By Stephanie Zacharek
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By Nick Schager
By Stephanie Zacharek
The 1926 masterpiece Bronenosets Potemkin (The Battleship Potemkin), the second feature of a wise-ass 27-year-old Soviet director named Sergei Eisenstein, is one of those works whose effect on modern culture almost can't be overstated. Although Eisenstein already had experimented with the technique he called "montage" in his 1924 debut feature, Strachka (Strike), it was Potemkin that brought this method's stirring power to the world. It's basic film grammar now, but at the time, montage was a remarkable aesthetic innovation.
Potemkin is unapologetically a propaganda film. It was commissioned by the Soviet government to commemorate the 20th anniversary of the failed 1905 Revolution, and it chronicles--with a certain amount of historic license--how a mutiny aboard a czarist battleship led to a massacre of civilians in Odessa by the czar's troops. Eisenstein gave the film a classical five-act structure. All five are powerful, but the fourth act, The Odessa Steps, is easily the most famous single sequence in cinema history--to film students, at least.
Other famous movie sequences--the finales of King Kong, Gone With the Wind and Casablanca, the shower scene in Psycho, the melting witch in The Wizard of Oz--are perhaps more universally recognizable. But these are pop-culture pipe dreams, archetypal "silver screen" fantasies rising from the experience of being audience members. The Odessa Steps sequence is famous as filmmaking. It's virtually the emblem of cinema as art and craft.
You've probably seen it. If you're a movie buff, the very mention of Potemkin probably conjures up the images of the woman carrying her dead son, the runaway baby carriage clattering down the steps, the legless man fleeing on his hands, the woman with the bloody face and broken spectacles, the inexorable tromp of the soldier's boots, the stone lion statues looking on with seeming interest.
If you've ever taken a course in film theory, the mention of Potemkin may make you shudder with memories of endless, tiresome explications of how Eisenstein used rhythmic editing and juxtaposition of "colliding" images to create dramatic effects and heighten our emotional responses.
So, even allowing that it's an authentically great work, why go to any trouble to see it again? Producers Sheldon M. Rich and Alicia Schacter have come up with a doozy of a reason. Slap some phrase along the lines of "lost masterpiece," "director's cut" or "restored footage" onto a rerelease of some old movie, and hundreds of nerdy cinema suckers will beat a path to your box office (with me, alas, at the head of the line). The gimmick of the special, one-time screening of Potemkin, Saturday night at 8 p.m. at Gammage Auditorium in Tempe, is live accompaniment by Phoenix Symphony.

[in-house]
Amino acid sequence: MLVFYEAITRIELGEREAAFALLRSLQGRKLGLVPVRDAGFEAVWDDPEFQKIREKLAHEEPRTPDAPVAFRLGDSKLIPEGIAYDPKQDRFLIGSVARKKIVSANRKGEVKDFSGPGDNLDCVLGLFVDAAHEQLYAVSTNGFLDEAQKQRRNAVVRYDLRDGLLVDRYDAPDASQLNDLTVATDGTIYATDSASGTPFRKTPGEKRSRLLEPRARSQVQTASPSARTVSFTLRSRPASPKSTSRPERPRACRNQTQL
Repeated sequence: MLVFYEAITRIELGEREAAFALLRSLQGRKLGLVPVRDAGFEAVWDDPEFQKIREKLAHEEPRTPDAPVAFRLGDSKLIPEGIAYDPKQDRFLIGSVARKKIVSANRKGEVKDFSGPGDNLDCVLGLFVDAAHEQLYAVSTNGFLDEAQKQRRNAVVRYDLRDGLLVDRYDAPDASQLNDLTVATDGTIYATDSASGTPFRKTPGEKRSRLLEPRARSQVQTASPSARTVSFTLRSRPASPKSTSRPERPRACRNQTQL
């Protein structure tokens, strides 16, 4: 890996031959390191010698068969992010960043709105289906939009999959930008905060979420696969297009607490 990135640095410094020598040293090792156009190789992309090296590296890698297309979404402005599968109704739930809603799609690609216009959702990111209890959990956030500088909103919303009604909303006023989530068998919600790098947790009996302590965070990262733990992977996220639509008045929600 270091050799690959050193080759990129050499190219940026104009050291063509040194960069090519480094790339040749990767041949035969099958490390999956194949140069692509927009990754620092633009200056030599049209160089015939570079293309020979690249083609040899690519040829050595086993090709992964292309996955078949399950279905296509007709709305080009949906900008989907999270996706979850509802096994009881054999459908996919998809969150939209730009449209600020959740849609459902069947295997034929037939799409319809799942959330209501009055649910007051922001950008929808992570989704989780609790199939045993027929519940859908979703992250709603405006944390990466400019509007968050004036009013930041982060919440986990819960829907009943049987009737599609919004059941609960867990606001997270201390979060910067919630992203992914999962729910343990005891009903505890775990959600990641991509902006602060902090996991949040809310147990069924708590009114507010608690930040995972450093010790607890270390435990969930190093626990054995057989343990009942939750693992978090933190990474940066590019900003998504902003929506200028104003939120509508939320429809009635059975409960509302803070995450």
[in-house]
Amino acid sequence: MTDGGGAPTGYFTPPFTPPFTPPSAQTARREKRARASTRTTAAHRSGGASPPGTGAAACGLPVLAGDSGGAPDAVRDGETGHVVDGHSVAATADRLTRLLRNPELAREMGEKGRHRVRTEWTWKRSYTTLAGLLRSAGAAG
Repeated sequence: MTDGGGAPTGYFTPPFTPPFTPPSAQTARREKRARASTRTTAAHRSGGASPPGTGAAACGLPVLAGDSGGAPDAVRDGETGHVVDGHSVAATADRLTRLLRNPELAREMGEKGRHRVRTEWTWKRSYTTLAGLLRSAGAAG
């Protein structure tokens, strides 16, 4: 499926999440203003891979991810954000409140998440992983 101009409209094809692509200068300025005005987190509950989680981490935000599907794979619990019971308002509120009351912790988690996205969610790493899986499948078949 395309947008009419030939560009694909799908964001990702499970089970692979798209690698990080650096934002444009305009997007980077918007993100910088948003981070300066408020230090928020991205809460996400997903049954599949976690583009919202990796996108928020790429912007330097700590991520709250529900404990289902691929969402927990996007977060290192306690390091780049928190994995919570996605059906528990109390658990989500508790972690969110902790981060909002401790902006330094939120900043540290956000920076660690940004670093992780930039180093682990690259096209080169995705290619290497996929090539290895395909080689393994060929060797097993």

Music buffs, of course, will insist that the film is the accompaniment for the orchestra. The score, prepared for the film in 1976, is an arrangement of passages from the work of the great Soviet composer Dimitri Shostakovich, and includes parts of, among other works, his 4th, 5th, 8th, 10th and 11th symphonies (the last, titled The Year 1905, was partly inspired by Potemkin).
The historical irony of both Eisenstein's and Shostakovich's careers was that these creators of some of the greatest and most lasting works of Soviet art were both persecuted by the regime for which they labored. By the time Potemkin was premired, Joseph Stalin had been secretary general of the Communist party for three years, and the Soviet government was about as entrenched and oppressive as the czar's had been. A film about starving sailors standing up to their officers, or innocent citizens slaughtered by government forces, didn't sit as well as it would have back in the revolutionary days.
As producer Rich points out in his program note for the Gammage show, coupling Eisenstein's beautiful but politically simplistic film with the music of Shostakovich, some of which was ruefully borne of the composer's troubles with Stalin's regime, adds a new dimension to both works. It might be said to take Potemkin a step further away from its initial incarnation as propaganda, and a step closer to being an abstract parable about tyranny and resistance.
Many critics have called Potemkin the greatest film of all time. Others, including me, would be willing to question if it's even Eisenstein's greatest film, with the likes of Strike and the unfinished Que Viva Mexico as its competition. Still, it's a beautiful, often shattering film, without a dated minute. The Gammage screening promises to be an unforgettable way to see it.--M. V. Moorhead
The Battleship Potemkin: Directed by Sergei Eisenstein; with Alexander Antonov and Vladimir Barsky. Unrated. (Screens Saturday, October 21, at Gammage Auditorium, Mill and Apache in Tempe. Showtime is 8 p.m.)
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